For weather, I looked at multiple websites explaining the conditions around the time of my visit (ie, February climate). This article guide about the climate weather in Iceland was particularly useful. For weather forecast, I cross-referenced BBC weather with Icelandic Met office and AccuWeather.

A week before my flight, Iceland was also affected by Storm Doris, with record-breaking snowfall in Reykjavík. This posed a huge concern for me, as flights were grounded and roads closed due to heavy snow. I monitored the situation carefully. Fortunately, the snow around the golden circle had been cleared a week later, just in time for my travels.

Transportation & Driving in Iceland

Driving in Iceland was yet another big area of information for me to digest. This was because I am not familiar with the road conditions in Iceland: I have never driven a left-hand orientation drive before and in such long distance & rugged terrain.bI looked and many articles on tips in driving in Iceland and the many car rental companies that offer cheap rentals.

Vetta Media talks offer tips about driving and car rental, iheartreykjavik shares their experience driving around the ring road with a really useful google map with pins. in one guide, Tripcreator gave tips on the driving conditions in Iceland and on gas stations. of all the advice I have gathered, Vegagerðin gave the most up to date road conditions in Iceland, and most drivers rely on its app.

I chose the regular 2WD car over 4WD because I figured technically there isn’t really any advantage of 4WD over a 2WD in terms of accessibility since F roads require a 4WD, and F roads are closed during winter. I could also drive 2WD cars on gravel roads.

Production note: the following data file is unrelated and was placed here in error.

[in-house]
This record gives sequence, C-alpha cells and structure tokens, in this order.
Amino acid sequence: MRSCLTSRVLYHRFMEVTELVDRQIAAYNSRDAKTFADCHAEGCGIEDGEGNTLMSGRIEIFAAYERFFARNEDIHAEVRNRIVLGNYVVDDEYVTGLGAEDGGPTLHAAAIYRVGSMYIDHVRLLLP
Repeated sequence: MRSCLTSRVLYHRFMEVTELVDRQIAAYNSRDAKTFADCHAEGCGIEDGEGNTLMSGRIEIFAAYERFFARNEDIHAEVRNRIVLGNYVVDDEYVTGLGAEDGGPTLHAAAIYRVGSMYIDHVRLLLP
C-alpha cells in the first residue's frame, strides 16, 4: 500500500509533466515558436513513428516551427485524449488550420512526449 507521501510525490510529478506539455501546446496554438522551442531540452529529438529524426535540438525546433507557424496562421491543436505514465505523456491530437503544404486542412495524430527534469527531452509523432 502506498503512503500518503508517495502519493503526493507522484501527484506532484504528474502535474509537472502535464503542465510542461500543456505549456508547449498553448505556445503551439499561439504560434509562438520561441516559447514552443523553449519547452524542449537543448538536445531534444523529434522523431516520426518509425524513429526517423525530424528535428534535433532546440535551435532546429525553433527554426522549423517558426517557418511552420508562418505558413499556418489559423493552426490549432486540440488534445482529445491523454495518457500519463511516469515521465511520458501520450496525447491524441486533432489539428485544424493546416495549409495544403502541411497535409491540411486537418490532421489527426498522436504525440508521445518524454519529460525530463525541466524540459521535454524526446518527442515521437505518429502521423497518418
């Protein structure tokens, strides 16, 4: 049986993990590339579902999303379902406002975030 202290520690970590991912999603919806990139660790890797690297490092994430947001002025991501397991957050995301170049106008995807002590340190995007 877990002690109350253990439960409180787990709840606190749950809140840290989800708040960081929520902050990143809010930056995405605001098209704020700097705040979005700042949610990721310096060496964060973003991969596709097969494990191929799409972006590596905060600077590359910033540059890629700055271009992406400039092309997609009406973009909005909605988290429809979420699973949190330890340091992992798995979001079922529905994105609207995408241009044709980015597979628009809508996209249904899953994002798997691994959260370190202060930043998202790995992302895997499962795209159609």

Other than driving, I had to figure my way from Norwich to London Luton Airport (As there aren’t any direct buses), from Iceland International Airport to Reykjavik and back home to Norwich.


I went with Hosteling International, planning out different locations around Iceland and hoping that I wouldn’t be too exhausted from the long distance drive. The car rental includes the full premium insurance. normally I wouldn’t go for this in my other travels, but for this trip, it is extremely important.

Equipment & Insurance

One of the reasons I saved up my money and invested myself with good camera equipment was to prepare myself for the trip to Iceland. It was a dream trip for me which stems before making plans studying in the UK. Some equipment I could not afford before my Iceland trip were telephoto lenses, another camera body, GoPro camera, and perhaps a drone camera. some of which fortunately, I was able to borrow from the school facility centre.

As I was travelling alone, my baggage weight becomes a considerable factor. Although initially I wanted to bring a Pentax medium format, but I was unable to due limited manpower. I got insurance for two pieces of camera equipment that were not mine. To be honest, the insurance cost more than me (my travel insurance). Hence, my gears for this trip are as follows:

Canon 5D Mk III | Canon 16-35mm F2.8 | Canon 24-105mm F4.0 | Canon 50mm F1.4 | Canon 5Ds | Canon 70-200mm F4.0 | Dual camera strap | mini torch light | Lee GND filter kit | Mirror Panes


Screen Shot 2017-04-11 at 00.59.44 After many months of planning, this was the schedule I went with, which includes time, location, cars, and hostels in a particular area. Eventually, I went with HI hostels for the accommodation plus car rental package. Anything else in between, I had to figure out what the transition from the airport to my hostel, and back, etc.

After many months of planning, this was the schedule I went with, which includes time, location, cars, and hostels in a particular area. Eventually, I went with HI hostels for the accommodation plus car rental package. Anything else in between, I had to figure out what the transition from the airport to my hostel, and back, etc.